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From The CriticsReviewer: Michael Joel Schrift, D.O., M.A.(University of Illinois at Chicago College of Medicine)
Description: This is an important and timely book, written for both clinicians and laymen, on a serious life-threatening disorder that is all too frequently misdiagnosed and undertreated, psychotic depression. (I must disclose that my assessment of this book cannot be totally unbiased, since I have been trained by, and was subsequently a colleague of, Dr. Swartz. Dr. Swartz has been an extremely productive investigator of the neurobiology of convulsive therapy and is highly influential in this field.) With this caveat in mind, this book is written and edited by a nationally recognized clinician-researcher and psychiatric historian and is a welcome addition to the medical and psychiatric literature.
Purpose: According to the authors, "this book aims to help the clinicians and trainees describe their observations of psychotic depression, formulate treatment, and express expectations of recovery from illness." It is highly informative for clinicians, patients, and their families about the kinds of experiences patients suffer and as a guide to successful treatment outcomes. The book helps readers to view psychotic depression as a distinct clinical entity with specific treatment implications.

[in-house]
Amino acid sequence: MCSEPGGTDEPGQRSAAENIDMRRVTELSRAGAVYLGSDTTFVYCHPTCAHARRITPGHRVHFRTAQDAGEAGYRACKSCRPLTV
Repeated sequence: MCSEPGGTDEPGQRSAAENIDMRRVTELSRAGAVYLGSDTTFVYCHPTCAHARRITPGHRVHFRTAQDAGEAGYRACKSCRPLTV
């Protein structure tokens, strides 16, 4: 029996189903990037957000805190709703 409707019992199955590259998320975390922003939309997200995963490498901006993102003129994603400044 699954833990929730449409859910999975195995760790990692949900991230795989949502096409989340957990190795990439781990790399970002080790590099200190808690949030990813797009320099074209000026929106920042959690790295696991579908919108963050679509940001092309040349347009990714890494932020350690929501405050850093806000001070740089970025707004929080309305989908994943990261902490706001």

Audience: The intended audience includes psychiatric residents, practicing psychiatrists, and nonphysician readers. It should be required reading for any clinician involved in the care of seriously ill patients with psychiatric disorders.
Features: The book is a mixture of scientific evidence, clinical opinion (albeit with some idiosyncrasy) based on many years of experience, and historical facts. The history of the concepts regarding psychotic depression as well as the differential presentation and diagnosis of the illness are thoroughly covered. Empathic understanding of patients' psychopathological experiences that is integral to the doctor-patient relationship is detailed in a very readable fashion. It is one of the factors that make this book invaluable. ECT and psychopharmacological treatment algorithms, which are quite helpful to clinicians, are covered as well. The two appendixes covering general psychiatric concepts and psychopharmacologic classes are informative.
Assessment: This is an excellent and enlightening book, written for clinicians and the public, on a "mortally dangerous" disorder. All psychiatrists need to be able to recognize and properly treat this serious condition and need to be thoroughly versed in the information contained in this outstanding book.